Top 3 Reasons to Add USFS Standards to Your Toolkit
When planning your trail system, do the environmental constraints and permitting challenges bog you down?
When planning and designing for backcountry trails there are many constraints that one can encounter. These include unstable soils, stream and spring crossings, steep slopes, and critical areas, just to name a few. While being burdensome, there is always a solution and we should lean on our Federal Agencies to make your life easier and provide a solution.
Understanding Recreation Facility Maintenance is the First Step of Design
Long term maintenance needs and costs are often overlooked when designing recreation facilities. Prior to starting design work, you should evaluate maintenance budgets and capabilities. We see facilities that require labor intensive maintenance (extensive mowing, watering) and the use of harmful chemicals to keep the landscape healthy. This approach costs money and has detrimental environmental impacts that can and should be avoided.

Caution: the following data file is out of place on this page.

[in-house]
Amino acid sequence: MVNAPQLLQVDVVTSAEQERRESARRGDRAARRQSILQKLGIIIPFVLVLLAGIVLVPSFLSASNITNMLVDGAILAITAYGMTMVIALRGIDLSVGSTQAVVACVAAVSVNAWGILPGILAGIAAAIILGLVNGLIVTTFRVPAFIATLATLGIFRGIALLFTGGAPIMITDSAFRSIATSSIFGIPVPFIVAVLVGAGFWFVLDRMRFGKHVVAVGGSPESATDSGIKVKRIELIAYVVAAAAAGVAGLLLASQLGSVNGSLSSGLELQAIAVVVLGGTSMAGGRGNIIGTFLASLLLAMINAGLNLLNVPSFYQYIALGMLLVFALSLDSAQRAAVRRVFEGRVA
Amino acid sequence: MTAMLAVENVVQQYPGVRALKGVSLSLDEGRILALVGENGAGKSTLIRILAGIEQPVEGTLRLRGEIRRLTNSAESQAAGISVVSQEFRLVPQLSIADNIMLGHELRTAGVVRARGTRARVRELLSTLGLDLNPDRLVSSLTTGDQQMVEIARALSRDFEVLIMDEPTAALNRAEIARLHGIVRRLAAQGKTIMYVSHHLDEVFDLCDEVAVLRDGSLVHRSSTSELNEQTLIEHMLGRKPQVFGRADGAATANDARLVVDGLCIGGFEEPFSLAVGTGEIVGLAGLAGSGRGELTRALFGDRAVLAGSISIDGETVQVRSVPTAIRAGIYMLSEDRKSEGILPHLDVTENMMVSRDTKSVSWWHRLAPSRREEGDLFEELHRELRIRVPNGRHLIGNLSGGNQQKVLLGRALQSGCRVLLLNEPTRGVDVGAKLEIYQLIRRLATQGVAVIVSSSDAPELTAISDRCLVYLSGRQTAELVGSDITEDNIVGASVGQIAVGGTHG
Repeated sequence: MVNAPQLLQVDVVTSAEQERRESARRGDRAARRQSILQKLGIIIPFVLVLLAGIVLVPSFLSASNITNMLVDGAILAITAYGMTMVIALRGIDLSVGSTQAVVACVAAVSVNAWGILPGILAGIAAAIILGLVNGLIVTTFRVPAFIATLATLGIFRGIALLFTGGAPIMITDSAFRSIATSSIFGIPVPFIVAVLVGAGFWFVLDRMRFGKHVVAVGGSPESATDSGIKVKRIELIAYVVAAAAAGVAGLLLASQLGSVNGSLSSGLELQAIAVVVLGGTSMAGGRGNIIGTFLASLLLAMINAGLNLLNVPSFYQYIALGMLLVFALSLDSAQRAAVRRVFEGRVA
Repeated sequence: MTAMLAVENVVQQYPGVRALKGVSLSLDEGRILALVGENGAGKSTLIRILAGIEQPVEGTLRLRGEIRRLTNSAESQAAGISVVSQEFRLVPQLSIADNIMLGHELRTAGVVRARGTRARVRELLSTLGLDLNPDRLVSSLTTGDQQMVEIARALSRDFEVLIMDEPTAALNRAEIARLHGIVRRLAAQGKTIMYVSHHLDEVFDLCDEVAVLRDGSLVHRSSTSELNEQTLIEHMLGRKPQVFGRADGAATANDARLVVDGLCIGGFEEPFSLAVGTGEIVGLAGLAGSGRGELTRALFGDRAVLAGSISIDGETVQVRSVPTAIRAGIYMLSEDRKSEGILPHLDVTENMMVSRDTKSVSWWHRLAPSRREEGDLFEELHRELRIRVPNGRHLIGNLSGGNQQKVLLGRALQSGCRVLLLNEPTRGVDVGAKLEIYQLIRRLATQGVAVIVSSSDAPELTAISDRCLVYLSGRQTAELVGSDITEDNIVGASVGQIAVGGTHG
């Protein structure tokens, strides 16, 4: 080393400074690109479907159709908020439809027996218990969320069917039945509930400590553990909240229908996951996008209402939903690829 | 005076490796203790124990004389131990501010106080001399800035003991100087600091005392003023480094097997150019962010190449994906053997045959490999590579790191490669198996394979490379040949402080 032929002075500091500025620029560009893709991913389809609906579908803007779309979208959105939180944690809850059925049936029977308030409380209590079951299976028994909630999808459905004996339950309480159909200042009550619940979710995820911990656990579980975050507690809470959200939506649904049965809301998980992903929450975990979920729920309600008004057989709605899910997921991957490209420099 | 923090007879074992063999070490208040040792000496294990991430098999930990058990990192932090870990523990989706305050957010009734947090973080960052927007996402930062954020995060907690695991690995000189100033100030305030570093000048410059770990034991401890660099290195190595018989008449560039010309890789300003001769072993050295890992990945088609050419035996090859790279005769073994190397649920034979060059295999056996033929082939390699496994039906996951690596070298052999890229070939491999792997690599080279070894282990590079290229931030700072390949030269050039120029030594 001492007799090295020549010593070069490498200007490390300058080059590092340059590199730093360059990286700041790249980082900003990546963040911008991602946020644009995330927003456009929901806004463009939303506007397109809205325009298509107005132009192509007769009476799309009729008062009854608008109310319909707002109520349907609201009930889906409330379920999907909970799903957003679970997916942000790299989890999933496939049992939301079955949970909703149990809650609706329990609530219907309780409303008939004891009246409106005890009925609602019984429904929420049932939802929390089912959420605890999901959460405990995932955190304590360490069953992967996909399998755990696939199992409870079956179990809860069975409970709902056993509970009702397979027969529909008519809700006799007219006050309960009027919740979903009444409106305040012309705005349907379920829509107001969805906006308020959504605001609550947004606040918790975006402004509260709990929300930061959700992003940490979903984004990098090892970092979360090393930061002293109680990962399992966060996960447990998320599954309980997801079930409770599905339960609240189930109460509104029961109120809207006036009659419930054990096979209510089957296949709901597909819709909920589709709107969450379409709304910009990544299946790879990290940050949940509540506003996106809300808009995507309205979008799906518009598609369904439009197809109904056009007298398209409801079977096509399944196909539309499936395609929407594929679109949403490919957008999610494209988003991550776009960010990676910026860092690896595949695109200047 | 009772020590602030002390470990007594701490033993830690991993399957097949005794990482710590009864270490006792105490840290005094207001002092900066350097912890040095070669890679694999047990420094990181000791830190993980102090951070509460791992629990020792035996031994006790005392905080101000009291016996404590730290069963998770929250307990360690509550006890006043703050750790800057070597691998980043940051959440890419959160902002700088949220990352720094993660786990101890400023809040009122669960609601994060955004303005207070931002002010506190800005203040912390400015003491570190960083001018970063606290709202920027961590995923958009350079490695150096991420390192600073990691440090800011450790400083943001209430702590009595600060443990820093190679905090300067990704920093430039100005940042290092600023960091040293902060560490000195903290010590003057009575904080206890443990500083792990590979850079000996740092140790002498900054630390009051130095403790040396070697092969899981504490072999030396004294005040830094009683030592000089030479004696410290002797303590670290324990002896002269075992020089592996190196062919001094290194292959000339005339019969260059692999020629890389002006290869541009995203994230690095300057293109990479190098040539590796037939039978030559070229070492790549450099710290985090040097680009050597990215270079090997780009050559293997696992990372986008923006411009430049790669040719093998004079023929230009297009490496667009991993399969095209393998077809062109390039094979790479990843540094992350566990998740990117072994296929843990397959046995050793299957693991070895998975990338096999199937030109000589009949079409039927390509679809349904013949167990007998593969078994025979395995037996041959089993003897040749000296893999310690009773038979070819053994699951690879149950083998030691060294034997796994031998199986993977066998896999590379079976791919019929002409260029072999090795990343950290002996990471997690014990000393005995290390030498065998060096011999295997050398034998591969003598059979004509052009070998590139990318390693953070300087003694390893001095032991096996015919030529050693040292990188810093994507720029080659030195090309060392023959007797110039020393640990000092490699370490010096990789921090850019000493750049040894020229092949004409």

3 Keys for Successful Mitigation in Harsh Climates
For almost every shoreline recreation facility we have completed, the reviewing agencies have required mitigation for the impacts as part of the permit approval process. Many of these projects are located in harsh climates with unrelenting heat, fluctuating reservoir levels, and high winds during the growing season. Permits normally require plant monitoring and replacement to meet specific survivability ratios, which is no easy task in harsh climates.
In my experience, there are three keys to providing successful mitigation in these areas.
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